“Most appropriate placements” for looked after children: The High Court waters down the duty

January 29th, 2016 by Hannah Slarks

Sometimes judges will do things that nobody asked them to do.  So it was in R (Nationwide Association of Fostering Providers) v Bristol CC, Leeds CC, Suffolk CC [2015] EWHC 3615 (Admin).  Without any encouragement from the parties before him, William Davis J has seriously watered down the duty on councils to find the “most appropriate placement” for looked after children.

The Claimant’s case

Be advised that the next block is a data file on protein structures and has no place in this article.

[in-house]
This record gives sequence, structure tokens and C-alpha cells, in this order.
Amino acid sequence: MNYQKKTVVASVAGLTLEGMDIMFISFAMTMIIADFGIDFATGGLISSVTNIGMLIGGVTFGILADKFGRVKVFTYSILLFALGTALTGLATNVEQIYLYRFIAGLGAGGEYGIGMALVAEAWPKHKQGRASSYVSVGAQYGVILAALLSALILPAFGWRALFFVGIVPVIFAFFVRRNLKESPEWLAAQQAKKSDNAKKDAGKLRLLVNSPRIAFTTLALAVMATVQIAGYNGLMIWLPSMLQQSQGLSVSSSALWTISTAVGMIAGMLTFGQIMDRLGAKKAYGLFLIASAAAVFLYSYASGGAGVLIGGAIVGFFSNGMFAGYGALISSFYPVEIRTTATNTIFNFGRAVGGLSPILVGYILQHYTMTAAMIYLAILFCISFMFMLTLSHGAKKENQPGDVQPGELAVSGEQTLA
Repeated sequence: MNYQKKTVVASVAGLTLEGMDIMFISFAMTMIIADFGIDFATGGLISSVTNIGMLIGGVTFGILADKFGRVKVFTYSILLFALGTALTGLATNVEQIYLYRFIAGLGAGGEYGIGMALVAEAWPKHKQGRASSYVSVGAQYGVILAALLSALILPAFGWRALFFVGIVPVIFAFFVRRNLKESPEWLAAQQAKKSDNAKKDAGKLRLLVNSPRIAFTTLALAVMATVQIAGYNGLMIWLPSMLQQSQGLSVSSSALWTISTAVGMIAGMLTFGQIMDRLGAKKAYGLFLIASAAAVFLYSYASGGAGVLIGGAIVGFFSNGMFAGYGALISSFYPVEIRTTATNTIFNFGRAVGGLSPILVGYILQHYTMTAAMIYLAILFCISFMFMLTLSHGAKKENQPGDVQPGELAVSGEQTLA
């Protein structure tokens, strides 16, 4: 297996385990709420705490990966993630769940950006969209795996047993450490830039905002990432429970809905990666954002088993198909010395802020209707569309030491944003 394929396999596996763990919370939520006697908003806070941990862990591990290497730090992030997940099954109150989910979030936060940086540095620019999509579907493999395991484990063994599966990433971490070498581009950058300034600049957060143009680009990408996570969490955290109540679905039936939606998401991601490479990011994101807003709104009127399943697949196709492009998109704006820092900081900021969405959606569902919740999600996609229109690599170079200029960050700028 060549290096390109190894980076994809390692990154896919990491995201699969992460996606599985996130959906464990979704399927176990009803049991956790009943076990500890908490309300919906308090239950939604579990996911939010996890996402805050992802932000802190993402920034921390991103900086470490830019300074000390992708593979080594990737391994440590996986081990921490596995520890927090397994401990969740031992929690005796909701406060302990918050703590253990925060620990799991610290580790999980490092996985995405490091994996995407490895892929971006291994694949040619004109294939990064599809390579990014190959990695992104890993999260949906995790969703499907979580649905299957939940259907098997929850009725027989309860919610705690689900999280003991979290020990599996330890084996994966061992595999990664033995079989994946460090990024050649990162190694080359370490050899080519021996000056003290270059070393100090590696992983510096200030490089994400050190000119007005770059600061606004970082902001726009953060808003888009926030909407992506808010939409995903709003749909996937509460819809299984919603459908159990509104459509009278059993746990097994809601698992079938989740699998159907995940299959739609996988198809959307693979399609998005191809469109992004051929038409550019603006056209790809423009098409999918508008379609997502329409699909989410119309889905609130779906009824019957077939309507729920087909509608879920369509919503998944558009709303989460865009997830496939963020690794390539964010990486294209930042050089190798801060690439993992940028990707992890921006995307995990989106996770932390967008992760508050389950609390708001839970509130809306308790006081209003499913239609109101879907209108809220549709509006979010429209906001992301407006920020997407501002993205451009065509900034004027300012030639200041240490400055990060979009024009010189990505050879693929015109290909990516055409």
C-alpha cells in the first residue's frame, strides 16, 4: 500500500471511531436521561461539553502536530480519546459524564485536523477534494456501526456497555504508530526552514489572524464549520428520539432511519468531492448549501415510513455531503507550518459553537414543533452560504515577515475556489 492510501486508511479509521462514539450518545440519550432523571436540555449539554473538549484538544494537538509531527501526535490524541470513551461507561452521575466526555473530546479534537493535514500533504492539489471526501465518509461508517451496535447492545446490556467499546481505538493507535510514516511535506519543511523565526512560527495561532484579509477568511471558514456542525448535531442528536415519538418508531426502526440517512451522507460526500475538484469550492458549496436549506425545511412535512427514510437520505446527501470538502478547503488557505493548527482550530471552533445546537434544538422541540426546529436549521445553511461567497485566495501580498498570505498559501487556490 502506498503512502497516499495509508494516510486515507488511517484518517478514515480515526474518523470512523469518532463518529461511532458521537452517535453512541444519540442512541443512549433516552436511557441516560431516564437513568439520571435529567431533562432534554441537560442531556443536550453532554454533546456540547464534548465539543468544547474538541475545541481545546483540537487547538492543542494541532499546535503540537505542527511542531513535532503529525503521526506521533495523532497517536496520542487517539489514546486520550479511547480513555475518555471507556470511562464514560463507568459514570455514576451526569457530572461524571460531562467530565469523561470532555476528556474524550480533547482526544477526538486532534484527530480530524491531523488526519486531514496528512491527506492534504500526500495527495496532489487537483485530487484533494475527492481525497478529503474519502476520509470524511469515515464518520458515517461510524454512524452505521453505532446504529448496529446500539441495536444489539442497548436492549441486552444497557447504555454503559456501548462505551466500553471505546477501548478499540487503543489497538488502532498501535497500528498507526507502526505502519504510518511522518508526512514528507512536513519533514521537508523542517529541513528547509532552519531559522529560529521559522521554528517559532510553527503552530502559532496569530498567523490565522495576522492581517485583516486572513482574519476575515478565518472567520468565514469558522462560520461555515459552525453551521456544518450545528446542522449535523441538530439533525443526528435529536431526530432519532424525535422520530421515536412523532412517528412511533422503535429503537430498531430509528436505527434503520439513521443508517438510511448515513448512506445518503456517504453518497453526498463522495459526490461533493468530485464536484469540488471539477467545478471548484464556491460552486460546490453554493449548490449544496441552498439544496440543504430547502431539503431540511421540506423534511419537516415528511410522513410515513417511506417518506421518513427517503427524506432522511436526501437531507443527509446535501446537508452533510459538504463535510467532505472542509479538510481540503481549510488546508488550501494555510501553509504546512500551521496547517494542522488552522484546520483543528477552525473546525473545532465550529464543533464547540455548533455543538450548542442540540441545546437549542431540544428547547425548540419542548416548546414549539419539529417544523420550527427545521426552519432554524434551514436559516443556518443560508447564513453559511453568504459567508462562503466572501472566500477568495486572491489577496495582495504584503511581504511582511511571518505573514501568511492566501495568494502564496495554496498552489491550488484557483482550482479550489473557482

The Nationwide Association of Fostering Providers (NAFP) challenged the way in which councils select foster carers for children.  Many councils consider in-house foster parents first.  Only if they cannot find a suitable in-house foster parent do they consider independent foster parents.  NAFP argued that that this approach unlawful.  Section 22C(5) Children’s Act 1989 requires that a local authority must place the child in the placement which is “in their opinion, the most appropriate placement available”.   NAFP argued that this requires councils to design their processes to identify the most appropriate placement available among all the possible options.  Therefore, councils could not lawfully give priority to in-house options.

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